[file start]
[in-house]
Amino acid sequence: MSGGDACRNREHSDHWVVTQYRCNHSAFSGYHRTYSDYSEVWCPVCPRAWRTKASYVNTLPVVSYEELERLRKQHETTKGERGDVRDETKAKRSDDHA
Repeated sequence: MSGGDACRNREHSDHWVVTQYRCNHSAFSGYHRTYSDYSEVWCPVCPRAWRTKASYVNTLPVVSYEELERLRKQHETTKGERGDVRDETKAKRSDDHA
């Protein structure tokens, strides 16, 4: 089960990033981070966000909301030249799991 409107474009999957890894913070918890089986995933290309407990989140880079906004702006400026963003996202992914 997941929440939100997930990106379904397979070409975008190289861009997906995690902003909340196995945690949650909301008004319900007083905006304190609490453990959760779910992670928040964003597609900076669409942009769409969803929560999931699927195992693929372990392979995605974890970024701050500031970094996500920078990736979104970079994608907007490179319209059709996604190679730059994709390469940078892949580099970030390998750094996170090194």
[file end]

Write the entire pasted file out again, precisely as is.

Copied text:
[in-house]
Amino acid sequence: MSGGDACRNREHSDHWVVTQYRCNHSAFSGYHRTYSDYSEVWCPVCPRAWRTKASYVNTLPVVSYEELERLRKQHETTKGERGDVRDETKAKRSDDHA
Repeated sequence: MSGGDACRNREHSDHWVVTQYRCNHSAFSGYHRTYSDYSEVWCPVCPRAWRTKASYVNTLPVVSYEELERLRKQHETTKGERGDVRDETKAKRSDDHA
């Protein structure tokens, strides 16, 4: 089960990033981070966000909301030249799991 409107474009999957890894913070918890089986995933290309407990989140880079906004702006400026963003996202992914 997941929440939100997930990106379904397979070409975008190289861009997906995690902003909340196995945690949650909301008004319900007083905006304190609490453990959760779910992670928040964003597609900076669409942009769409969803929560999931699927195992693929372990392979995605974890970024701050500031970094996500920078990736979104970079994608907007490179319209059709996604190679730059994709390469940078892949580099970030390998750094996170090194």